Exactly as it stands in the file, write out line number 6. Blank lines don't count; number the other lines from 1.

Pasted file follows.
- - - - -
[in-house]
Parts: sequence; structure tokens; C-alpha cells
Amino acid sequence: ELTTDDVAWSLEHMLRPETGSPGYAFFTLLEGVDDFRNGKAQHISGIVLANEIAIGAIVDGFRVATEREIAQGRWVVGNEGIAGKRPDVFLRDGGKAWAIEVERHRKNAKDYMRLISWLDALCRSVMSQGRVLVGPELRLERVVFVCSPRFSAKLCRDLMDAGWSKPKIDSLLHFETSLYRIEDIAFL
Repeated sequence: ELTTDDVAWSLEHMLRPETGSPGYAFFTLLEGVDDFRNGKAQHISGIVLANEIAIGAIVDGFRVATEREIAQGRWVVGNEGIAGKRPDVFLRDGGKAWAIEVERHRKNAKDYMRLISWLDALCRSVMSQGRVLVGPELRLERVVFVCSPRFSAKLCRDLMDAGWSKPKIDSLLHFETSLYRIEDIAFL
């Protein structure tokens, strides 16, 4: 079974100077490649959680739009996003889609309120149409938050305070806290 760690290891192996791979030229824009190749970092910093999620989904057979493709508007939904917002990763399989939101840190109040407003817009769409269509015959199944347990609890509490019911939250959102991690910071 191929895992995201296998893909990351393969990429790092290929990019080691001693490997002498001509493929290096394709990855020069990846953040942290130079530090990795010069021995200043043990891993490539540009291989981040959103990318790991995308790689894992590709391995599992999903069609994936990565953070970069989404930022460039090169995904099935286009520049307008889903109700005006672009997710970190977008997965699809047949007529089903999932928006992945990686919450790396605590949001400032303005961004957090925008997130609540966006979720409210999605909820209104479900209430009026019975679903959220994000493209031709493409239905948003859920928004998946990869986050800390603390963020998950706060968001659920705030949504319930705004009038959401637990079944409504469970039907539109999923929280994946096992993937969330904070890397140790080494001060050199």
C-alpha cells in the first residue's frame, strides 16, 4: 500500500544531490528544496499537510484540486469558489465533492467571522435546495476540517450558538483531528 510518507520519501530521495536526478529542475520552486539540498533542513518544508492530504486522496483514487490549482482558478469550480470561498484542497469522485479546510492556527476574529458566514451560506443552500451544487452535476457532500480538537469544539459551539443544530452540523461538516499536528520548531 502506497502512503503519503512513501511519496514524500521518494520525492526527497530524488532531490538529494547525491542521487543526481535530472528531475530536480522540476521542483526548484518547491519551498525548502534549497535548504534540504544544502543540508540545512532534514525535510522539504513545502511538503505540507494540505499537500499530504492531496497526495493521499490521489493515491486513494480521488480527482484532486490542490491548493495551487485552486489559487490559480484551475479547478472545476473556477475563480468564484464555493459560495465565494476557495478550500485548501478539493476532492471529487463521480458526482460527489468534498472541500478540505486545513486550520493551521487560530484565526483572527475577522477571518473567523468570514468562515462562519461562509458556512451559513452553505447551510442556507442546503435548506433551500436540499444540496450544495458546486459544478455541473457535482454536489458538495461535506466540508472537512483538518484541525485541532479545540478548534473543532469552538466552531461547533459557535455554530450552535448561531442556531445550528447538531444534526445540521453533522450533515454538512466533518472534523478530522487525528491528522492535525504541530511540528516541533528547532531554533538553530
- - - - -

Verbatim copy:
C-alpha cells in the first residue's frame, strides 16, 4: 500500500544531490528544496499537510484540486469558489465533492467571522435546495476540517450558538483531528 510518507520519501530521495536526478529542475520552486539540498533542513518544508492530504486522496483514487490549482482558478469550480470561498484542497469522485479546510492556527476574529458566514451560506443552500451544487452535476457532500480538537469544539459551539443544530452540523461538516499536528520548531 502506497502512503503519503512513501511519496514524500521518494520525492526527497530524488532531490538529494547525491542521487543526481535530472528531475530536480522540476521542483526548484518547491519551498525548502534549497535548504534540504544544502543540508540545512532534514525535510522539504513545502511538503505540507494540505499537500499530504492531496497526495493521499490521489493515491486513494480521488480527482484532486490542490491548493495551487485552486489559487490559480484551475479547478472545476473556477475563480468564484464555493459560495465565494476557495478550500485548501478539493476532492471529487463521480458526482460527489468534498472541500478540505486545513486550520493551521487560530484565526483572527475577522477571518473567523468570514468562515462562519461562509458556512451559513452553505447551510442556507442546503435548506433551500436540499444540496450544495458546486459544478455541473457535482454536489458538495461535506466540508472537512483538518484541525485541532479545540478548534473543532469552538466552531461547533459557535455554530450552535448561531442556531445550528447538531444534526445540521453533522450533515454538512466533518472534523478530522487525528491528522492535525504541530511540528516541533528547532531554533538553530